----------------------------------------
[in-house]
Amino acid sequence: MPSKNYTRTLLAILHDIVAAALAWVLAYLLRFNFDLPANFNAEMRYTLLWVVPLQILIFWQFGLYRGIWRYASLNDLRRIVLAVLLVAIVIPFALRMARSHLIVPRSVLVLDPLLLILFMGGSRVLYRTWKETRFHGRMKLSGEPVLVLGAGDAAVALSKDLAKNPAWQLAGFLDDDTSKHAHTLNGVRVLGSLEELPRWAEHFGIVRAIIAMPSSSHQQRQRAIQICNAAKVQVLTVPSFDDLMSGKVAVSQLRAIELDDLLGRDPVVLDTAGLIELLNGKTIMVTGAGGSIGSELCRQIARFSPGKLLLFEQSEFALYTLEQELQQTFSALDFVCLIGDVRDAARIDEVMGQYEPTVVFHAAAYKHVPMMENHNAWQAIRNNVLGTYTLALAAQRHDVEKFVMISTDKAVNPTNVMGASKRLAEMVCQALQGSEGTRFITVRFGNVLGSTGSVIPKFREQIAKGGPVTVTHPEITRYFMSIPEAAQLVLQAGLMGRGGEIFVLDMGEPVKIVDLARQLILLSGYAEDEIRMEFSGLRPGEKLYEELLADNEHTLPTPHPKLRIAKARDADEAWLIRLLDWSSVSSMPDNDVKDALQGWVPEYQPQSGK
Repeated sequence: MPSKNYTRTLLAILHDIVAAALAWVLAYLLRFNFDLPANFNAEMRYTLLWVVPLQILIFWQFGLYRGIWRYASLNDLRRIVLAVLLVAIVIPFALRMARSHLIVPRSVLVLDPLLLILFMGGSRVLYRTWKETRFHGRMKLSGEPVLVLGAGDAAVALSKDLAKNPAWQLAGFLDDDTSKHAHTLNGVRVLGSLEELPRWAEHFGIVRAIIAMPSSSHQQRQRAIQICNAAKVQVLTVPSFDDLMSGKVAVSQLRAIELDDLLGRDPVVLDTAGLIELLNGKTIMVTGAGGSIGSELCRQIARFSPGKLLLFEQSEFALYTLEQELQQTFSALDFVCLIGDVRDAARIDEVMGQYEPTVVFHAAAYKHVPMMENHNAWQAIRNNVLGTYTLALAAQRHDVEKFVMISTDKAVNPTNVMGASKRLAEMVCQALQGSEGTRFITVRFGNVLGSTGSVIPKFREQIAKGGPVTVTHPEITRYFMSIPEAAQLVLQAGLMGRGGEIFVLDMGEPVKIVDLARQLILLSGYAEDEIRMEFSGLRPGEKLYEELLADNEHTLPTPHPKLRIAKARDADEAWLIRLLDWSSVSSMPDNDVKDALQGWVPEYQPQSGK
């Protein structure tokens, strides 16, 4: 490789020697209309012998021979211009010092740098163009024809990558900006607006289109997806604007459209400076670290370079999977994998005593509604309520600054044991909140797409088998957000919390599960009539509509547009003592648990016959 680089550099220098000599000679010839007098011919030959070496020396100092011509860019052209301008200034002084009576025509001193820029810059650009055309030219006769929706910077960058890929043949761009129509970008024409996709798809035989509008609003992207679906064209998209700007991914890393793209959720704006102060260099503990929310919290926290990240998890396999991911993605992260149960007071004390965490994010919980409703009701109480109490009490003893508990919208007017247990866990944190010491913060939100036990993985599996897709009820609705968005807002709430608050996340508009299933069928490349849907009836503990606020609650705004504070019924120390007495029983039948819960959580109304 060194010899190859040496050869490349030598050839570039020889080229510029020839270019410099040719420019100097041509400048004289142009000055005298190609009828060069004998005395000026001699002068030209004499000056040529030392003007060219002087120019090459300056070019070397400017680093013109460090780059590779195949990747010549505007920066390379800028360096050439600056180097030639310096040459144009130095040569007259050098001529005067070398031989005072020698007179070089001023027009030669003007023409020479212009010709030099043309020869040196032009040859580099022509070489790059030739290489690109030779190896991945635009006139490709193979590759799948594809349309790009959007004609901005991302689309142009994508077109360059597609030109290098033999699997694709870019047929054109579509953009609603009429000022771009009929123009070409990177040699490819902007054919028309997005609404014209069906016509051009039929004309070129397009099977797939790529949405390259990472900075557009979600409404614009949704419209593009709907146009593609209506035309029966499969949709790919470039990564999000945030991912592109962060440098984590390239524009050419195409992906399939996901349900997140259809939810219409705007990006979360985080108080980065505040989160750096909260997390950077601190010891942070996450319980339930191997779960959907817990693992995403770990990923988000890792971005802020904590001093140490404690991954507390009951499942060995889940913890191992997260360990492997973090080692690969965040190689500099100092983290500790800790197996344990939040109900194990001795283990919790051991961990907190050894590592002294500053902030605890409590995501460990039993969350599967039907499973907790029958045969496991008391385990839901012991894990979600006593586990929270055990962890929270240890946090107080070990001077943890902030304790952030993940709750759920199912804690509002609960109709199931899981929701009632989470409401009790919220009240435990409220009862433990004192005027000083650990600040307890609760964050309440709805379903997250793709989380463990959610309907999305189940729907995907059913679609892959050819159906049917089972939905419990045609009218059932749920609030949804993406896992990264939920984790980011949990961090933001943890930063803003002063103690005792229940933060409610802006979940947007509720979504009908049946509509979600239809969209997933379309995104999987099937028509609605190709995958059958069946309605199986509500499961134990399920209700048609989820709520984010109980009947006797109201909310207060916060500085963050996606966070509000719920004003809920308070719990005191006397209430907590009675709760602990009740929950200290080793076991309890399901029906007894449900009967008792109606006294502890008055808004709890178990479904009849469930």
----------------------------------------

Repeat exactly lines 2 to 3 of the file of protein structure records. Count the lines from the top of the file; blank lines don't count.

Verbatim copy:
Amino acid sequence: MPSKNYTRTLLAILHDIVAAALAWVLAYLLRFNFDLPANFNAEMRYTLLWVVPLQILIFWQFGLYRGIWRYASLNDLRRIVLAVLLVAIVIPFALRMARSHLIVPRSVLVLDPLLLILFMGGSRVLYRTWKETRFHGRMKLSGEPVLVLGAGDAAVALSKDLAKNPAWQLAGFLDDDTSKHAHTLNGVRVLGSLEELPRWAEHFGIVRAIIAMPSSSHQQRQRAIQICNAAKVQVLTVPSFDDLMSGKVAVSQLRAIELDDLLGRDPVVLDTAGLIELLNGKTIMVTGAGGSIGSELCRQIARFSPGKLLLFEQSEFALYTLEQELQQTFSALDFVCLIGDVRDAARIDEVMGQYEPTVVFHAAAYKHVPMMENHNAWQAIRNNVLGTYTLALAAQRHDVEKFVMISTDKAVNPTNVMGASKRLAEMVCQALQGSEGTRFITVRFGNVLGSTGSVIPKFREQIAKGGPVTVTHPEITRYFMSIPEAAQLVLQAGLMGRGGEIFVLDMGEPVKIVDLARQLILLSGYAEDEIRMEFSGLRPGEKLYEELLADNEHTLPTPHPKLRIAKARDADEAWLIRLLDWSSVSSMPDNDVKDALQGWVPEYQPQSGK
Repeated sequence: MPSKNYTRTLLAILHDIVAAALAWVLAYLLRFNFDLPANFNAEMRYTLLWVVPLQILIFWQFGLYRGIWRYASLNDLRRIVLAVLLVAIVIPFALRMARSHLIVPRSVLVLDPLLLILFMGGSRVLYRTWKETRFHGRMKLSGEPVLVLGAGDAAVALSKDLAKNPAWQLAGFLDDDTSKHAHTLNGVRVLGSLEELPRWAEHFGIVRAIIAMPSSSHQQRQRAIQICNAAKVQVLTVPSFDDLMSGKVAVSQLRAIELDDLLGRDPVVLDTAGLIELLNGKTIMVTGAGGSIGSELCRQIARFSPGKLLLFEQSEFALYTLEQELQQTFSALDFVCLIGDVRDAARIDEVMGQYEPTVVFHAAAYKHVPMMENHNAWQAIRNNVLGTYTLALAAQRHDVEKFVMISTDKAVNPTNVMGASKRLAEMVCQALQGSEGTRFITVRFGNVLGSTGSVIPKFREQIAKGGPVTVTHPEITRYFMSIPEAAQLVLQAGLMGRGGEIFVLDMGEPVKIVDLARQLILLSGYAEDEIRMEFSGLRPGEKLYEELLADNEHTLPTPHPKLRIAKARDADEAWLIRLLDWSSVSSMPDNDVKDALQGWVPEYQPQSGK